USING VOLCANIC MARINE CO2 VENTS TO STUDY THE EFFECTS OF OCEAN ACIDIFICATION ON BENTHIC BIOTA: HIGHLIGHTS FROM CASTELLO ARAGONESE D’ISCHIA (TYRRHENIAN SEA)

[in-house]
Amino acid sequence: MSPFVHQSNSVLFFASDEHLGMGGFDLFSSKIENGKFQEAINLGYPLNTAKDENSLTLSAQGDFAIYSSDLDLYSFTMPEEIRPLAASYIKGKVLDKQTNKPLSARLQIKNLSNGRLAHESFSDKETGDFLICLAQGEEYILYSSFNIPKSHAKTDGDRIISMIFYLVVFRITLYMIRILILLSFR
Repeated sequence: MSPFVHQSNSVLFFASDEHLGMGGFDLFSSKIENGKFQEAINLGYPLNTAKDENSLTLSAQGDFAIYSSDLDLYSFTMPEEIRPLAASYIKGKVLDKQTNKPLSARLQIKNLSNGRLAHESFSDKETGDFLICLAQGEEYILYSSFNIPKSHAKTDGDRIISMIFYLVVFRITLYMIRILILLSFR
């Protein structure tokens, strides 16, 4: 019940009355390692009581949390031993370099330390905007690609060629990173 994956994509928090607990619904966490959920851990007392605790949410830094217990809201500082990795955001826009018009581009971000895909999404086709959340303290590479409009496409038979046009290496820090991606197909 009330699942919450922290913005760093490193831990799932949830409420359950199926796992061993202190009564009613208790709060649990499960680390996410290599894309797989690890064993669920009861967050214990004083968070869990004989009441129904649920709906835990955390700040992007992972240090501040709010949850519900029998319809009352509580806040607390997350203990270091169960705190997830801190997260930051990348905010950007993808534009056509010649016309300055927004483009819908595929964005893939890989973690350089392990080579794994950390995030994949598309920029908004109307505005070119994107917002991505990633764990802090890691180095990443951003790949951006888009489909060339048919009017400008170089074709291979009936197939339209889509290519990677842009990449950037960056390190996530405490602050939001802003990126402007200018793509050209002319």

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Current research into ocean acidification is mainly being carried out using short-term experiments whereby CO2 levels are manipulated in aquaria and enclosures. We have adopted a new approach in our studies of the effects of ocean acidification on Mediterranean marine biodiversity by using volcanic carbon dioxide vent systems as ‘natural laboratories’ as they cause long-term changes in seawater carbonate chemistry. A range of organisms, including macroalgae, seagrasses, invertebrates, and selected scleractinians and bryozoans have now been investigated in a shallow area located off the island of Ischia (Castello Aragonese, Tyrrhenian Sea, Italy). Our in situ observations give support to concerns, based on model predictions and short-term laboratory experiments, that ocean acidification will likely combine with other stressors (e.g., temperature rise) to cause a decrease in Mediterranean marine biodiversity and lead to shifts in ecosystem structure.
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